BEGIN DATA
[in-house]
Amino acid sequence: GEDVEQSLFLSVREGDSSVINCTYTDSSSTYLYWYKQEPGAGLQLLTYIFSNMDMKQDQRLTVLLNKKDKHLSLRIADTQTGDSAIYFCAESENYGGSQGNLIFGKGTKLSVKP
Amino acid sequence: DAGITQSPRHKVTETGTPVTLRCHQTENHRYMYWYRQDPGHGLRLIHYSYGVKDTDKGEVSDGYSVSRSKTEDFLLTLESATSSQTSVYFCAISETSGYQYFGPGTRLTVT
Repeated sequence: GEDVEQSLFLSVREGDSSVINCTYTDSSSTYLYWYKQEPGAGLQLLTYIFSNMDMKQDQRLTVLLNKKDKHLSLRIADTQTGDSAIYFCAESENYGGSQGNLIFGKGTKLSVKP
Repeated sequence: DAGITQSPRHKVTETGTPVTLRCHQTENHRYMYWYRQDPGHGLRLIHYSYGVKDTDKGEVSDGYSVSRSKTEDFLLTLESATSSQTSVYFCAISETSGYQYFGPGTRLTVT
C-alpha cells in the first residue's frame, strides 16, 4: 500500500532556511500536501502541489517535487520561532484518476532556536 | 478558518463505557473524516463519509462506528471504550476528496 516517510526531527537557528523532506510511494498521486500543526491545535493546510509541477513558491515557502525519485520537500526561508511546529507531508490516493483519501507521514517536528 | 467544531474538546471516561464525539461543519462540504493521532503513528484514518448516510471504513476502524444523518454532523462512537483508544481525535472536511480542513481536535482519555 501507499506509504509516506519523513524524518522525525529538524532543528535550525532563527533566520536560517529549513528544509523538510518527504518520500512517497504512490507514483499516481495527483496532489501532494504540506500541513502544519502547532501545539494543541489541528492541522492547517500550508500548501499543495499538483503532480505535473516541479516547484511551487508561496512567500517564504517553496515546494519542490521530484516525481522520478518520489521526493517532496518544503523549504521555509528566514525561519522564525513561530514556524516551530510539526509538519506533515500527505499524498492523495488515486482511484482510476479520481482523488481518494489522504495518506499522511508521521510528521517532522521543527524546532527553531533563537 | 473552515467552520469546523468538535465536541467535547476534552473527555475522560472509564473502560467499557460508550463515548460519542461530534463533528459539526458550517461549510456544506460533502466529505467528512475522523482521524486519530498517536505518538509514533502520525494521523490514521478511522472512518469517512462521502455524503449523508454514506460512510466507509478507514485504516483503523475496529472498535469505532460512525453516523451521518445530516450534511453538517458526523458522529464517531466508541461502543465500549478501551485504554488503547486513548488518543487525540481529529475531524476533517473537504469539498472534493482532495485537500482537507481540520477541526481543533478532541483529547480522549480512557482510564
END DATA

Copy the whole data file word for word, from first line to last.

[in-house]
Amino acid sequence: GEDVEQSLFLSVREGDSSVINCTYTDSSSTYLYWYKQEPGAGLQLLTYIFSNMDMKQDQRLTVLLNKKDKHLSLRIADTQTGDSAIYFCAESENYGGSQGNLIFGKGTKLSVKP
Amino acid sequence: DAGITQSPRHKVTETGTPVTLRCHQTENHRYMYWYRQDPGHGLRLIHYSYGVKDTDKGEVSDGYSVSRSKTEDFLLTLESATSSQTSVYFCAISETSGYQYFGPGTRLTVT
Repeated sequence: GEDVEQSLFLSVREGDSSVINCTYTDSSSTYLYWYKQEPGAGLQLLTYIFSNMDMKQDQRLTVLLNKKDKHLSLRIADTQTGDSAIYFCAESENYGGSQGNLIFGKGTKLSVKP
Repeated sequence: DAGITQSPRHKVTETGTPVTLRCHQTENHRYMYWYRQDPGHGLRLIHYSYGVKDTDKGEVSDGYSVSRSKTEDFLLTLESATSSQTSVYFCAISETSGYQYFGPGTRLTVT
C-alpha cells in the first residue's frame, strides 16, 4: 500500500532556511500536501502541489517535487520561532484518476532556536 | 478558518463505557473524516463519509462506528471504550476528496 516517510526531527537557528523532506510511494498521486500543526491545535493546510509541477513558491515557502525519485520537500526561508511546529507531508490516493483519501507521514517536528 | 467544531474538546471516561464525539461543519462540504493521532503513528484514518448516510471504513476502524444523518454532523462512537483508544481525535472536511480542513481536535482519555 501507499506509504509516506519523513524524518522525525529538524532543528535550525532563527533566520536560517529549513528544509523538510518527504518520500512517497504512490507514483499516481495527483496532489501532494504540506500541513502544519502547532501545539494543541489541528492541522492547517500550508500548501499543495499538483503532480505535473516541479516547484511551487508561496512567500517564504517553496515546494519542490521530484516525481522520478518520489521526493517532496518544503523549504521555509528566514525561519522564525513561530514556524516551530510539526509538519506533515500527505499524498492523495488515486482511484482510476479520481482523488481518494489522504495518506499522511508521521510528521517532522521543527524546532527553531533563537 | 473552515467552520469546523468538535465536541467535547476534552473527555475522560472509564473502560467499557460508550463515548460519542461530534463533528459539526458550517461549510456544506460533502466529505467528512475522523482521524486519530498517536505518538509514533502520525494521523490514521478511522472512518469517512462521502455524503449523508454514506460512510466507509478507514485504516483503523475496529472498535469505532460512525453516523451521518445530516450534511453538517458526523458522529464517531466508541461502543465500549478501551485504554488503547486513548488518543487525540481529529475531524476533517473537504469539498472534493482532495485537500482537507481540520477541526481543533478532541483529547480522549480512557482510564